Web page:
Parallax ScrollView In Swift

This week I got a chance to work on a personal project that involved UICollectionView. In particular, I implemented a simple parallax effect inside of a an UICollectionViewCell. For the curious ones, Parallax effect became popular thanks to Web Designers who started the trend in 2011 using HTML 5 and CSS3.

I should mention that parallax effect is not for everyone and should be used sparingly (remember when it was introduced on an iPhone and how it made some people “dizzy”?). It is quite a nice feature though.

For those of you who would like to just skip to the actual code sample, here is the link to my project on GitHub. Here is a brief tutorial and important pieces that make parallax work.

Before tackling any project, I find it helpful to brake a project into smaller tasks. There are two important steps to this tutorial:

  1. Setup the initial collection view with data source.
  2. Implement the parallax effect.

Start by creating a new project called ParallaxScrollView using Single View Application template. After Xcode creates the project, you will have AppDelegate, ViewController, Main storyboard and a whole bunch of other files.

Go to your Main.storyboard and replace the ViewController created by Xcode with CollectionViewController. Set the size of the table view to compact:


Resize the cell to take up the width of the CollectionView and height of 160 points:


Make sure the cell is still selected, set the identifier to:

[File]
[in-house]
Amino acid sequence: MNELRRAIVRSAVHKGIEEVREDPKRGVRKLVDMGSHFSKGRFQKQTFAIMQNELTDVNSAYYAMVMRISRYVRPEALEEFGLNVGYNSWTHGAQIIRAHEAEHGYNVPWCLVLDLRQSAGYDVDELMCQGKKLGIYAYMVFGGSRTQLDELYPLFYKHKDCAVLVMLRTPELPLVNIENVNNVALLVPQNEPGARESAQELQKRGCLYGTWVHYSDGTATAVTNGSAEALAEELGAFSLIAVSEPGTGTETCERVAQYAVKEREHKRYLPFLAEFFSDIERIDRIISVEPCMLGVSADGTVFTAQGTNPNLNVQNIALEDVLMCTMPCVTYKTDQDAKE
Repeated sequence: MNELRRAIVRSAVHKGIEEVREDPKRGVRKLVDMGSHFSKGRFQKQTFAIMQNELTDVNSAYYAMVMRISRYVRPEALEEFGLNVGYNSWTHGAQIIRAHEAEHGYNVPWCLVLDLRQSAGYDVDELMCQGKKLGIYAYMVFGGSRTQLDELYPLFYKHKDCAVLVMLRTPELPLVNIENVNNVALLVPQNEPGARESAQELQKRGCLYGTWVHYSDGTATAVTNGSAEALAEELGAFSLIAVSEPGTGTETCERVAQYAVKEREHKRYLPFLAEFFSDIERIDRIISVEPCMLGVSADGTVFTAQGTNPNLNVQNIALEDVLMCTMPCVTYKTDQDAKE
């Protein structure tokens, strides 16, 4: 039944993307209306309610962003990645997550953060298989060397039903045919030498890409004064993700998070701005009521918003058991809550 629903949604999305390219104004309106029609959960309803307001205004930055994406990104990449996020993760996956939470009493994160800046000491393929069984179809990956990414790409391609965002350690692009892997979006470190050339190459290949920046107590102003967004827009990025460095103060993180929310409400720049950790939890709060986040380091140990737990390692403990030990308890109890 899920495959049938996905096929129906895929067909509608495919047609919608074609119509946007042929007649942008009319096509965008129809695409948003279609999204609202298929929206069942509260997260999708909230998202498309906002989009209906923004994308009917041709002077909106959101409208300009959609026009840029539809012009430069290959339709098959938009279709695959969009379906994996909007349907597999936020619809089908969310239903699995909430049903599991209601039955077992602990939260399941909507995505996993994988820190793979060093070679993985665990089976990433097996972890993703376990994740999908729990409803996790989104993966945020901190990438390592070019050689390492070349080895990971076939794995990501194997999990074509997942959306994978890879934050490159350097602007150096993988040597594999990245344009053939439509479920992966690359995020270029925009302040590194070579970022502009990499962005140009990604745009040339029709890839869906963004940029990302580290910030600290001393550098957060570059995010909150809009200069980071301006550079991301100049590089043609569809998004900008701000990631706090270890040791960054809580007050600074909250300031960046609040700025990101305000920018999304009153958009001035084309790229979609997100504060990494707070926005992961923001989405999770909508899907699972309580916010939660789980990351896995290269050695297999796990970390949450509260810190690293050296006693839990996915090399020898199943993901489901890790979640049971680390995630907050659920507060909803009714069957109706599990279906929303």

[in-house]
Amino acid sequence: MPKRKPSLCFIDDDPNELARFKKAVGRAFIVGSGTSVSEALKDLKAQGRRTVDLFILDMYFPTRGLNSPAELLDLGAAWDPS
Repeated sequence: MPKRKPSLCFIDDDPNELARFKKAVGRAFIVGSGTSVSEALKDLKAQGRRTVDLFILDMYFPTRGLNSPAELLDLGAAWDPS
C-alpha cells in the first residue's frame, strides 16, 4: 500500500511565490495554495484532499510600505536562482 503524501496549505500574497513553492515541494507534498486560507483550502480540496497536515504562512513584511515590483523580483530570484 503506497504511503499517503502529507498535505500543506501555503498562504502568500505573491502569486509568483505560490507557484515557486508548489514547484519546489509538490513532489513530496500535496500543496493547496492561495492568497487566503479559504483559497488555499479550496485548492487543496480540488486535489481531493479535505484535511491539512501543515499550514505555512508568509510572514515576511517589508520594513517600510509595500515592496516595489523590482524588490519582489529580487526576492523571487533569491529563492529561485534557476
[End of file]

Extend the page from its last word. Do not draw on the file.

Add UIImageView to the cell and resize it to 320 by 200 points (yep, we are making UIImageView taller then the actual cell).


Next, set the content view mode to Aspect Fill. This is very important.


We are going to create a custom cell now. Got to File > New > File and select Cocoa Touch Class template. Give it a name ParallaxCollectionViewCell and make sure it inherits from UICollectionViewCell.

Select ParallaxCollectionViewCell class and add global constants just below the import UIKit line:

Declare an outlet for your UIImageView instance:

Image variable that will hold your image (we are taking advantage of didSet to set the imageView’s image as soon as the actual image is set via view controller):

Implement the offset function that will offset the image view:

Select the ViewController and change it to inherit from the UICollectionViewController. Declare a constant right below the import UIKit line:

Declare an array that will hold paths to your sample images (we will add images later).

Next, download sample images and add them to your project. In you ViewController, add the following to your viewDidLoad: function:

Implement required Data Source functions:

Next, implement UIScrollView Delegate method:

Run your project. Try scrolling. Pretty awesome, huh?

Parallax ScrollView In Swift